If Republicans could develop a reality-based, sensible approach to the social safety net it would alleviate most of the concerns that prevent the party from being trusted. An intelligent approach to poverty relief might be the key that unlocks a Republican future.
Developing a realistic agenda around poverty issues is going to be very difficult. Safety net policies expose the blind spots in most Republicans’ understanding of the world. They touch on questions of race, justice, and institutional inequality which most Republicans patently refuse to acknowledge. Dealing with the social safety net requires us to confront realities about the shape of the world that undermine deeply cherished myths.
The good news is that there are options available, developed by economists and thinkers on the right, which would allow us to replace our old approach to the social safety net while reducing the size and role of government. The bad news is that the party is so mired in paranoia and delusion that it is virtually impossible for anyone to propose realistic reforms of almost any kind without being forced to the political margins. A political party that can be deluded by Cliven Bundy or Ted Cruz is in no fit shape to be trusted with important matters.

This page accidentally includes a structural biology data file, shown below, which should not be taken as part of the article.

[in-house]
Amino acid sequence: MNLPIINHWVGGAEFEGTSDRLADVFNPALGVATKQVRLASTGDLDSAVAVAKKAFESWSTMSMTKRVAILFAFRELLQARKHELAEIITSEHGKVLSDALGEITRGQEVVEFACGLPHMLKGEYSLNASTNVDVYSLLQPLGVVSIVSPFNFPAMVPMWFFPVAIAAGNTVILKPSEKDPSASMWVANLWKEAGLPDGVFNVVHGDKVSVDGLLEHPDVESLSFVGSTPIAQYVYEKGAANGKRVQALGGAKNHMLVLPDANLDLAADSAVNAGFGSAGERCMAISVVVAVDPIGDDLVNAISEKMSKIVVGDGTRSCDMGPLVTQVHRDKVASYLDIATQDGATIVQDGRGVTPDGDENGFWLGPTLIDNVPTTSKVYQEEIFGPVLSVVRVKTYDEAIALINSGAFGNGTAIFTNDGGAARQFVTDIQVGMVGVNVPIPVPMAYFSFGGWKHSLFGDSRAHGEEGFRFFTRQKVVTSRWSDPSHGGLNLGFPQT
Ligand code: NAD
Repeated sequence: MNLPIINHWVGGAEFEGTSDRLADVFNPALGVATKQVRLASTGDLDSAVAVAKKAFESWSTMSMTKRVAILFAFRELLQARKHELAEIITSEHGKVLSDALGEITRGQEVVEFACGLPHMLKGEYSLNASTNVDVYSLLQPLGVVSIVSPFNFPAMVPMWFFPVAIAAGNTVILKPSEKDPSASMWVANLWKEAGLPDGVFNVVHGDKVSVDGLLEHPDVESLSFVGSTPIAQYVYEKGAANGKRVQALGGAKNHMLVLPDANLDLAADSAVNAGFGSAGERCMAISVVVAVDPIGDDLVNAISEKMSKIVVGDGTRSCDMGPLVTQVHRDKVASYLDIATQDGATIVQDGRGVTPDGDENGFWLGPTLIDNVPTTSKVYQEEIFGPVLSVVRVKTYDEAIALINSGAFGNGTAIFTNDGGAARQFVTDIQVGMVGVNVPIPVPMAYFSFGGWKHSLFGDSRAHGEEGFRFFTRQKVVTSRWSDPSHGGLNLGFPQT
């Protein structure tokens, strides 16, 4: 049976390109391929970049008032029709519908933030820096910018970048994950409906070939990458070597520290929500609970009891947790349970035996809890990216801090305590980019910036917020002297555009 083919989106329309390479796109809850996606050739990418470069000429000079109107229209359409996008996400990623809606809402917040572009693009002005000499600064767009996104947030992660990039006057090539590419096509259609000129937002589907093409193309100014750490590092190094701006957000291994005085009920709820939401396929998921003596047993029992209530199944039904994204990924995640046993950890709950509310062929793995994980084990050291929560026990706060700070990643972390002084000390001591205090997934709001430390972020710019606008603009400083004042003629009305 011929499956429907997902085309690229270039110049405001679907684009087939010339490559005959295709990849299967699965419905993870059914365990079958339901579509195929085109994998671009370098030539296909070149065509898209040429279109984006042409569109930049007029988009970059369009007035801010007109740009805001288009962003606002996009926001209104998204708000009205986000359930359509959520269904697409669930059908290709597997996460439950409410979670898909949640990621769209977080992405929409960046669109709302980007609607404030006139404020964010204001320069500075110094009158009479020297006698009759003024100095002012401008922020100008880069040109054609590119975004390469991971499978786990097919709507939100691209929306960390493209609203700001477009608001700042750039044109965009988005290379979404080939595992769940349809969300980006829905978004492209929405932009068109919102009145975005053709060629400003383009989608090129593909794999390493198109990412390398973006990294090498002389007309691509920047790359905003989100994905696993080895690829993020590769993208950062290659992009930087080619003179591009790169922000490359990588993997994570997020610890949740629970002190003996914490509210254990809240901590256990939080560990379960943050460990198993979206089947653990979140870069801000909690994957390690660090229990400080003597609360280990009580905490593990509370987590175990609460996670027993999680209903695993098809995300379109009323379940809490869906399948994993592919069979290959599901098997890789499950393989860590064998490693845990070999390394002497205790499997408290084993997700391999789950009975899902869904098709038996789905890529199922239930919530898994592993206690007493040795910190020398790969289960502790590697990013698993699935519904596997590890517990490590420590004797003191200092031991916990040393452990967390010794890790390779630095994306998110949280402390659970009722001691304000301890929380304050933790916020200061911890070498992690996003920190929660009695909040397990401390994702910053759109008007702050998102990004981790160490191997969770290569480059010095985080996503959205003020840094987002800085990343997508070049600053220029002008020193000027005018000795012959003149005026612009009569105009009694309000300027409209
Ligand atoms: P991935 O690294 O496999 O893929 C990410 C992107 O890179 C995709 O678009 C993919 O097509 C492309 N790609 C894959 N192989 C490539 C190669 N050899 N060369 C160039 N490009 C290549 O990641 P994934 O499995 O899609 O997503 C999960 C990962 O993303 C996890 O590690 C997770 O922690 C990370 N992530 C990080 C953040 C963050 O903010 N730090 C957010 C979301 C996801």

Republicans, as the challengers to the established bureaucratic order, have an unusual burden to demonstrate that our goals can be accomplished without tearing down the other pillars of the Republic. We should be able to do that, but Fox News and AM radio aren’t going to help. People used to trust Republicans in part because they were boring. The GOP today is relentlessly exciting in the worst possible ways.
Restoring some sense of sanity and realism is going to be a painful challenge. Before we can once again with a Reagan-style mandate, we will have to win the country’s trust on the issue that has been our Achilles heel.
If it were easy we would have done it already.